In the described configurations, closing one switch can decrease the flux linkages between the primary and secondary windings, such that the open loop voltage on the secondary will be decreased to fraction of the maximum open loop voltage that could be realized with all switches 110A through 110D open. Likewise, with two and three switches 110 closed, the open loop voltage will drop more. Thus, distributed active transformer 100 can operate in four different modes of operation—a maximum power mode with all switches 110A through 110D open, a medium-high power mode, with any one of switches 110A through 110D closed, a medium-low power mode with any two of switches 110A through 110D closed, and a low power mode with any three of switches 110A through 110D closed. The power levels will be a function of whether the impedance seen by each amplifier is constant or varies as a function of the switches that are closed, as well as other factors.

In addition to providing different power modes of operation with switches 110A through 110D, the biasing current required for each of the bypassed amplifiers can also be decreased, such that the bias current requirements for distributed active transformer 100 can also be controlled. For example, with all switches 110A through 110D open, the bias current required for each of amplifiers 106A and 108A through 106D and 108D can be at a maximum. If switch 110A is closed, then the bias current required for amplifiers 106A and 108B can decrease. In this manner, bias current requirements for distributed active transformer 100 can be controlled through the use of switches 110A through 110D, where suitable. Likewise, the bias current for a given power level can be optimized by determining the power level range for a given switch setting, and using the range that provides the lowest bias current for the expected range of operation. For example, if the expected power levels for the operating range of an application would fall within either the power level range for operation of distributed active transformer 100 with either two of switches 110 closed or three of switches 110 closed, then operation of distributed active transformer 100 with three of switches 110 closed would satisfy the power requirements for the operating range while minimizing the bias current required to support operation.

FIG. 1A shows an exemplary configuration of switches 120A and 120B, which can be used to connect or disconnect amplifiers 108A and 106D, respectively, from distributed active transformer 100 while allowing 102A and 102D to be independently coupled or decoupled. The exemplary configuration of switches 120A and 120B can be implemented at each connection between each primary winding section, secondary winding sections (if such sections are used), or in other suitable locations. Switches 120A and 120B thus provide additional flexibility for the configuration of distributed active transformer 100.

In operation, distributed active transformer 100 allows the power capability and biasing current requirements to be controlled through the operation of switches 110A through 110D. In this manner, additional control of the power output and power consumption of a distributed active transformer is provided.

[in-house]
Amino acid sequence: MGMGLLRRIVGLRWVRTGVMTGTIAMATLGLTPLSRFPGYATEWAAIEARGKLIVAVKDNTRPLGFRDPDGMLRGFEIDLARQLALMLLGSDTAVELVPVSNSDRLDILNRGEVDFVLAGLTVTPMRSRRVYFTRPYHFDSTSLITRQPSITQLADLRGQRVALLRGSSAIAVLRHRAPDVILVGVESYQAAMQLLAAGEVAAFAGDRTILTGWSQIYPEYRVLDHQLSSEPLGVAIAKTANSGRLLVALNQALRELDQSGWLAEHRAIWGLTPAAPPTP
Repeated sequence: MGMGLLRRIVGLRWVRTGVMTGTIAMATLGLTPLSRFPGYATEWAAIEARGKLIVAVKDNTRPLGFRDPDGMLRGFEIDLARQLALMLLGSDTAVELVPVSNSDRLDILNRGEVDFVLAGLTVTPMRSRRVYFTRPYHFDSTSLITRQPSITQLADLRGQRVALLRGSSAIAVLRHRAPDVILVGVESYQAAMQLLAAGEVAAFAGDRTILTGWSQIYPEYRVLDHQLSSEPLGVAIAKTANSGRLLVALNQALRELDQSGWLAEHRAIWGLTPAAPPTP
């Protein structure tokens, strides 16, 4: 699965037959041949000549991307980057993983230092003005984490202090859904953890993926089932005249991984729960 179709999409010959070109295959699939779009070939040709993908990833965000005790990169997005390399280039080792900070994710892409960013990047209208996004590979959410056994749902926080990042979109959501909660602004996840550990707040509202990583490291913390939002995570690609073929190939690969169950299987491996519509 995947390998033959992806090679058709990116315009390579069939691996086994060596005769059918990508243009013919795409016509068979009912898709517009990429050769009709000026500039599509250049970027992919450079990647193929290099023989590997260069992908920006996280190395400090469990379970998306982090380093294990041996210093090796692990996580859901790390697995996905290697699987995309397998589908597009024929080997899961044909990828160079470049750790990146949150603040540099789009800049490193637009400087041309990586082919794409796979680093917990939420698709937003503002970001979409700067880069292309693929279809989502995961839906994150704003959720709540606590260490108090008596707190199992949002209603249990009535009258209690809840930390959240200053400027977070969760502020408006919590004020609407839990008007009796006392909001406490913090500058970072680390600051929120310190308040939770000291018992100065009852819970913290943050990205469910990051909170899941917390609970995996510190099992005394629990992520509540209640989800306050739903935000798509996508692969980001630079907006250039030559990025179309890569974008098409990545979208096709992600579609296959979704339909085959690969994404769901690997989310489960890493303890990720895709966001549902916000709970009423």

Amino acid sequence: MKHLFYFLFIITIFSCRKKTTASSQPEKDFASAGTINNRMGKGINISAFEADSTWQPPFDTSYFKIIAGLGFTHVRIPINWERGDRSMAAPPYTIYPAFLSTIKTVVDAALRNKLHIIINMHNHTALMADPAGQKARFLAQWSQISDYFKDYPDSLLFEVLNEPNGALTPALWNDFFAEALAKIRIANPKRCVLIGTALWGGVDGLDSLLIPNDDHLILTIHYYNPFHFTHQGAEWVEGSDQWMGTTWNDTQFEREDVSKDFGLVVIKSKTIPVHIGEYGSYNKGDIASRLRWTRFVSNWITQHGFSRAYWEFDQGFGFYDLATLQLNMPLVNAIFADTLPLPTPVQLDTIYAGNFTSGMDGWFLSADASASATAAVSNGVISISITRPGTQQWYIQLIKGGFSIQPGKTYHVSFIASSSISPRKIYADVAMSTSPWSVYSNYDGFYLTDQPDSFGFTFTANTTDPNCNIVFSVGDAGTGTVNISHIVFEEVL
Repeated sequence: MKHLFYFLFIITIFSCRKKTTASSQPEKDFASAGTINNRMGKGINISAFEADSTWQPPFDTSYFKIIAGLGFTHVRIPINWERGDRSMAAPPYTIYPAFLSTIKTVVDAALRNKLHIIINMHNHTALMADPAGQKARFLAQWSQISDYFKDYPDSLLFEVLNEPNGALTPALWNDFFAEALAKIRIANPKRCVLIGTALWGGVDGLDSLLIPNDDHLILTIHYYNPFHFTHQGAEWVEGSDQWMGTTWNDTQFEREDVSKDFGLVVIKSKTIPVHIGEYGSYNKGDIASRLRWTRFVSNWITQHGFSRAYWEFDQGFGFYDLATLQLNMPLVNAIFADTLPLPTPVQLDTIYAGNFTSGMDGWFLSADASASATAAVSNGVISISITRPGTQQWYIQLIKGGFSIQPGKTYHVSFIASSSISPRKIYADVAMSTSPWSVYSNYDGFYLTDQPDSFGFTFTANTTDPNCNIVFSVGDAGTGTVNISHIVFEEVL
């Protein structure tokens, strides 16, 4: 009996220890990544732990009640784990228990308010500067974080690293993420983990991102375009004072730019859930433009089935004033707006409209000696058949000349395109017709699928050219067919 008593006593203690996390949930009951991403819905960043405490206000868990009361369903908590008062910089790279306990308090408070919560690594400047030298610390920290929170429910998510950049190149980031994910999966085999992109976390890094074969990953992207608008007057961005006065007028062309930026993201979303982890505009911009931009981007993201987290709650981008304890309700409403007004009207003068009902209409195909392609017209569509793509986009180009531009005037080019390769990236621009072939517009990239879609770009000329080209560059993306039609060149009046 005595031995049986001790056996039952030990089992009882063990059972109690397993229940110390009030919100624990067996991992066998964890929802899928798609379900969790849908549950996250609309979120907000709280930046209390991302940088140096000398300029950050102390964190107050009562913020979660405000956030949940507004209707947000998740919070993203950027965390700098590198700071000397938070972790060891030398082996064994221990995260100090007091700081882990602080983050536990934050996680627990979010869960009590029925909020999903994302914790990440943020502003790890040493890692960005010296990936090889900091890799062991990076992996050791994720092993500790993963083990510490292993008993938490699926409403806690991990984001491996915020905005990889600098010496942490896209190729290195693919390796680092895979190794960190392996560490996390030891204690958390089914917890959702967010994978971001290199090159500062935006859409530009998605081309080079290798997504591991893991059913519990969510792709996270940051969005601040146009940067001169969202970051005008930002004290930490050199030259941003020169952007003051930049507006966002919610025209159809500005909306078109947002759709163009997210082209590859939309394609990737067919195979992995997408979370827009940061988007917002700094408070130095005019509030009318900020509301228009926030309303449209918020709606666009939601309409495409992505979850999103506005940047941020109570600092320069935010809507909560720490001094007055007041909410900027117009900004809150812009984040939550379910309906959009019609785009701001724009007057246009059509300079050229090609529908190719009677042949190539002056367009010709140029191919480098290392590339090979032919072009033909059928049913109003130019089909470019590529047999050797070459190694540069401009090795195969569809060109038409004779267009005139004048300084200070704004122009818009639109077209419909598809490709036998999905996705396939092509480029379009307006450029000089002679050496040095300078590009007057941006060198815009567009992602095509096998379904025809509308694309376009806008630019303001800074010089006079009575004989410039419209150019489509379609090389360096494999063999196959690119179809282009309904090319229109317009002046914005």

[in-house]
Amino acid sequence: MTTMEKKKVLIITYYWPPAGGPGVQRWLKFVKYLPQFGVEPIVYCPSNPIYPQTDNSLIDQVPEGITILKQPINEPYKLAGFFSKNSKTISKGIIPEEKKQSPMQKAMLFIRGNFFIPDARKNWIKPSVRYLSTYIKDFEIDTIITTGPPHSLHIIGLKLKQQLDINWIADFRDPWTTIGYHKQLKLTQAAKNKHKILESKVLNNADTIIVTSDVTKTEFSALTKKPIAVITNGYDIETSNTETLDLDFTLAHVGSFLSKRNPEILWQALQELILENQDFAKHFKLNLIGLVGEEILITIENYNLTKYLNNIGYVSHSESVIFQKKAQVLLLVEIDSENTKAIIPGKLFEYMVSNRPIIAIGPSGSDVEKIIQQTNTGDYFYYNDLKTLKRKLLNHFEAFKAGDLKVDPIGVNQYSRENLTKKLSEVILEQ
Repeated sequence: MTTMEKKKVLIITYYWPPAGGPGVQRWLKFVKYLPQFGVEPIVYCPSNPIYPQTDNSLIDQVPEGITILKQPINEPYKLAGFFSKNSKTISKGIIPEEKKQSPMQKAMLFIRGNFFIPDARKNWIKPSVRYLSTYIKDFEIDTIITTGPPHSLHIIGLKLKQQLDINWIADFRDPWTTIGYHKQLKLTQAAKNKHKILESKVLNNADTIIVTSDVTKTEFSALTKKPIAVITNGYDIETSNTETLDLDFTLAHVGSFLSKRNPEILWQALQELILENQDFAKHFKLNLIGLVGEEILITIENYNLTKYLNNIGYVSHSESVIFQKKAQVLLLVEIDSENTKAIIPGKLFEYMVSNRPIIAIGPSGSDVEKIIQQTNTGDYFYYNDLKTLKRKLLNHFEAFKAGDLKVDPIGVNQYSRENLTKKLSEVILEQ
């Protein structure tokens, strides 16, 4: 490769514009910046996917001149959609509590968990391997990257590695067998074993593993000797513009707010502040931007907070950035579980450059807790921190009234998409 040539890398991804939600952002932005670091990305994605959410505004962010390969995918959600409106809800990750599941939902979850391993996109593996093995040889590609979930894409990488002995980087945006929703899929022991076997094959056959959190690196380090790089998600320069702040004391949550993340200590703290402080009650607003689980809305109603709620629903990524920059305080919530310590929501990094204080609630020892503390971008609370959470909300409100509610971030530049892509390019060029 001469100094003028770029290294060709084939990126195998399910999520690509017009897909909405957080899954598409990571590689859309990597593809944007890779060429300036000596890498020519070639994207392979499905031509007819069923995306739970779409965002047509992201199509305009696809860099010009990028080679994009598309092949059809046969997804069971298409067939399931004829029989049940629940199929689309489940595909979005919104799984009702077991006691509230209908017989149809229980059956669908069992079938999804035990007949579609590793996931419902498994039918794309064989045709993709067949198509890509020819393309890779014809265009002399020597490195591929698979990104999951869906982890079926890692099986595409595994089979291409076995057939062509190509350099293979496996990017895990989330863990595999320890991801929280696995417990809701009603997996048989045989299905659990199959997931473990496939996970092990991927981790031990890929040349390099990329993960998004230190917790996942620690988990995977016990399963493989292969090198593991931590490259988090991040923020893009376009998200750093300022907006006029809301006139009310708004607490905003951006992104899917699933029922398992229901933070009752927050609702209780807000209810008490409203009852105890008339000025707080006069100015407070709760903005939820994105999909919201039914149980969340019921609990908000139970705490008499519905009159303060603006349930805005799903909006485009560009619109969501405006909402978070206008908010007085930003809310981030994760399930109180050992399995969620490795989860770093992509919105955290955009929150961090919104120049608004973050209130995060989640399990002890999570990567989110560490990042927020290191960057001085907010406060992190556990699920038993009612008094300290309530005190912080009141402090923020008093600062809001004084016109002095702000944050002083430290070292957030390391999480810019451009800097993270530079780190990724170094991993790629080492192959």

FIG. 2 is a diagram of distributed active transformer 200 with two primary windings in accordance with an exemplary embodiment of the present invention. Additional primary and secondary windings can likewise be provided for additional power conversion control, either internal or external to the secondary winding.

Distributed active transformer 200 includes first primary winding sections 202A, 202B, 202C, and 202D, and second primary winding 212. Secondary winding 204 is disposed between the first primary winding sections 202A through 202D and second primary winding 212. For the first primary winding sections, push/pull amplifiers 206A and 208A are associated with primary winding section 202A, push/pull amplifiers 206B and 208B are associated with primary winding section 202B, push/pull amplifiers 206C and 208C are associated with primary winding section 202C, and push/pull amplifiers 206D and 208D are associated with primary winding section 202D. Likewise, push/pull amplifiers 210A and 210B are associated with second primary winding 212, although a single driver amplifier can alternatively be used where suitable. The secondary winding has an output 214.

Distributed active transformer 200 can operate with primary winding sections 102A through 102D active and second primary winding 212 inactive. In this mode, distributed active transformer 200 can provide higher power but with increased bias current requirements. Likewise, distributed active transformer 200 can operate with primary winding sections 102A through 102D inactive and with second primary winding 212 active. In this exemplary embodiment, the power delivered to output 214 can be lower than the power delivered to output 214 when first primary winding sections 202A through 202D are activated, but the bias current required can be lower than the bias required with primary winding sections 202A through 202D active.

In another exemplary embodiment, the spacing between second primary winding 212 and secondary winding 204 can be increased, so as to decrease the magnetic coupling between the primary and secondary windings. The power loss in second primary winding 212 when it is not being used can thus be decreased, as well as the voltage breakdown requirements of push/pull amplifiers 210A and 210B. Additional primary windings can likewise be provided, depending on the power levels required and the available space.